Even if the facts in the present case would permit a finding of negligence (either common law negligence for conduct which could reasonably be foreseen to have caused injury or negligence per se because of a city ordinance violation), no recovery would be authorized. The facts are not in dispute. Both boys were acting together for the common purpose of entertaining themselves by testing their shooting prowess. Together they selected and placed their target and chose their distance. Neither one did any act which the other did not invite, expect and anticipate. George, Jr., shot at the target and stepped to one side. Kenny raised his gun, aimed and shot at the target. George, Jr., was hit by the ricochet. And while it was doubtless not expected that any BBs shot toward the cardboard target on the chain-link fence would ricochet backwards, there is always a danger of a ricochet in some direction from any projectile, Both boys voluntarily assumed the risks of any dangers associated with shooting BBs at a target so placed. Cf. McLane v. Stillmaker, 103 Ohio App. 255 (143 NE2d 610).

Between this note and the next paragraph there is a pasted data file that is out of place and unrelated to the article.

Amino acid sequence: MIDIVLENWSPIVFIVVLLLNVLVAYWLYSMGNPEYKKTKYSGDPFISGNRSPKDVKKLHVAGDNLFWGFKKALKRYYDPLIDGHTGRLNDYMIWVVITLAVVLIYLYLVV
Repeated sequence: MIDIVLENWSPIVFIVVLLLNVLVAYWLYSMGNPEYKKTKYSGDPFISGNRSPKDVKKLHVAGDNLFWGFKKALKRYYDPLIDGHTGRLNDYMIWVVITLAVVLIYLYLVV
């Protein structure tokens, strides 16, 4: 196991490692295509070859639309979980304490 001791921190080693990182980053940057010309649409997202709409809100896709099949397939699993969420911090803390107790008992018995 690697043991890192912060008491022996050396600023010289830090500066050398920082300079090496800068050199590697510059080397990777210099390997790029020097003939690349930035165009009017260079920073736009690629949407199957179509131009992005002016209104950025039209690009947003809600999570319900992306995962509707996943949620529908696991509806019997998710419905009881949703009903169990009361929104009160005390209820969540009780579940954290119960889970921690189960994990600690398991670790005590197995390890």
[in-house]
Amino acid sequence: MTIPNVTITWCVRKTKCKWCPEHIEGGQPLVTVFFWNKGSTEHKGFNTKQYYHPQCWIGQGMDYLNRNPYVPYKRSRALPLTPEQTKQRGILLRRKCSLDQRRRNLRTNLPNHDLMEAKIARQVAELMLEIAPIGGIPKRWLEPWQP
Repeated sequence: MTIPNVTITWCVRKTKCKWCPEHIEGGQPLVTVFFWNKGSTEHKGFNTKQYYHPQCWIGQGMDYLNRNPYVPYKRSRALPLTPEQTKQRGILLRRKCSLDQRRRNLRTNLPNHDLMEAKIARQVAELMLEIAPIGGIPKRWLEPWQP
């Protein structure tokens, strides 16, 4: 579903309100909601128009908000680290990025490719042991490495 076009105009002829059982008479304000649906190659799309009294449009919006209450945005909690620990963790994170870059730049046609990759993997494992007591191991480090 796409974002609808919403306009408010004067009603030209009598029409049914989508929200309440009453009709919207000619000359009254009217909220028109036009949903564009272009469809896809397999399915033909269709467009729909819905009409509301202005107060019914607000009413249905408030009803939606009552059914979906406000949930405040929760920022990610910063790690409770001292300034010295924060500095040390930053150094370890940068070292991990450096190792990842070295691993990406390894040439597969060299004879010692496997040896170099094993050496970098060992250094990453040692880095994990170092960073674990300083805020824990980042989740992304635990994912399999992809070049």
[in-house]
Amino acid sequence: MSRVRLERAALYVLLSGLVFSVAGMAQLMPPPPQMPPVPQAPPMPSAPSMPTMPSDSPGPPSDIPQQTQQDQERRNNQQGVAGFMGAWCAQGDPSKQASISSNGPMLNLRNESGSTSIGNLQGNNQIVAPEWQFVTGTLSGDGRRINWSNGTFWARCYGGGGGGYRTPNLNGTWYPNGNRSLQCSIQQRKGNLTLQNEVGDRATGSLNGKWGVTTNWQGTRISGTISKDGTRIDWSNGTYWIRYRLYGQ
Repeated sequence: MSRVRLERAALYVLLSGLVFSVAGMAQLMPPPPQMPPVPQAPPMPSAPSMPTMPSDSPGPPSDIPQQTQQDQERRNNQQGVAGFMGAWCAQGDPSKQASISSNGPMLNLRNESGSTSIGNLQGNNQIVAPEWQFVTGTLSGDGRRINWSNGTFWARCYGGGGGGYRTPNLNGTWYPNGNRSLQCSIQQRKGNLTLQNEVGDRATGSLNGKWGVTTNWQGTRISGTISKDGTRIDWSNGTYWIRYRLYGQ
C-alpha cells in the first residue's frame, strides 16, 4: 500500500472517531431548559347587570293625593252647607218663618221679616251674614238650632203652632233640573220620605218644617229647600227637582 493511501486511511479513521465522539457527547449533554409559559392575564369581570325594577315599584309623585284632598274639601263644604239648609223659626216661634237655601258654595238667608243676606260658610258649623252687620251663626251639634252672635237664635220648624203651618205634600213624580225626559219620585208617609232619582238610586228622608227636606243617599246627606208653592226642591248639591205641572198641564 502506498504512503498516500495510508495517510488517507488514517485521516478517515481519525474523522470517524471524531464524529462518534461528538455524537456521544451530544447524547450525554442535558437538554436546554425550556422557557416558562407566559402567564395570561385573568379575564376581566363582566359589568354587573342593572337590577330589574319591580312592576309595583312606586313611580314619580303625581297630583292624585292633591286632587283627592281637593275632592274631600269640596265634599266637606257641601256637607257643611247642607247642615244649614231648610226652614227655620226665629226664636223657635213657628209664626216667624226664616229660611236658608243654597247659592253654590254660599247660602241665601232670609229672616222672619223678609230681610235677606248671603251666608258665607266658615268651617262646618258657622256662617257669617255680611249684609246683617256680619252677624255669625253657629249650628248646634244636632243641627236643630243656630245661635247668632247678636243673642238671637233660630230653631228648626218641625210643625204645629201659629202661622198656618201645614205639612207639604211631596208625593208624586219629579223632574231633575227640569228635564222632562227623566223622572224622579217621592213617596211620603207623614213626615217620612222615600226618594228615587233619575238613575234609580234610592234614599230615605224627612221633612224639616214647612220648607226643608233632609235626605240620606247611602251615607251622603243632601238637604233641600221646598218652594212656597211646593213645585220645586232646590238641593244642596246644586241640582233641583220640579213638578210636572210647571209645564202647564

The facts in this case show a clear and indisputable case of assumption of the risk and no liability. The trial court did not err in granting the defendant's motions for summary judgment.
Long, Weinberg, Ansley & Wheeler, Palmer H. Ansley, for appellees.